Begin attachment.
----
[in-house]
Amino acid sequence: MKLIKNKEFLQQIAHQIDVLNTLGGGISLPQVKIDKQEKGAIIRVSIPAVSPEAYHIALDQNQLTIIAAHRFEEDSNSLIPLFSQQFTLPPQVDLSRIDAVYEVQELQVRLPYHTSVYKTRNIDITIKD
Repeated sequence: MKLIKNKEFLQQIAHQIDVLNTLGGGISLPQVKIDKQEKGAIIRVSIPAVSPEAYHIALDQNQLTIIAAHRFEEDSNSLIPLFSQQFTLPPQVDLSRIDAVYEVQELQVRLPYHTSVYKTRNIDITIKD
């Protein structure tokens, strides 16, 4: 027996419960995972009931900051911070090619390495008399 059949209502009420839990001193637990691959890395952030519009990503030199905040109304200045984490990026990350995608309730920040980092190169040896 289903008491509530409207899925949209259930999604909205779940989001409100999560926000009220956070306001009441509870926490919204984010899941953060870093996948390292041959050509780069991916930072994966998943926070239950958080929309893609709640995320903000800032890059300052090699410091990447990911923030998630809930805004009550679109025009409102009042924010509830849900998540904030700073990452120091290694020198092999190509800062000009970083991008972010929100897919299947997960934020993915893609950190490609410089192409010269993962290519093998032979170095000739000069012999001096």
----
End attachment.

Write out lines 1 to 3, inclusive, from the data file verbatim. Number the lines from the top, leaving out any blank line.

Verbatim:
[in-house]
Amino acid sequence: MKLIKNKEFLQQIAHQIDVLNTLGGGISLPQVKIDKQEKGAIIRVSIPAVSPEAYHIALDQNQLTIIAAHRFEEDSNSLIPLFSQQFTLPPQVDLSRIDAVYEVQELQVRLPYHTSVYKTRNIDITIKD
Repeated sequence: MKLIKNKEFLQQIAHQIDVLNTLGGGISLPQVKIDKQEKGAIIRVSIPAVSPEAYHIALDQNQLTIIAAHRFEEDSNSLIPLFSQQFTLPPQVDLSRIDAVYEVQELQVRLPYHTSVYKTRNIDITIKD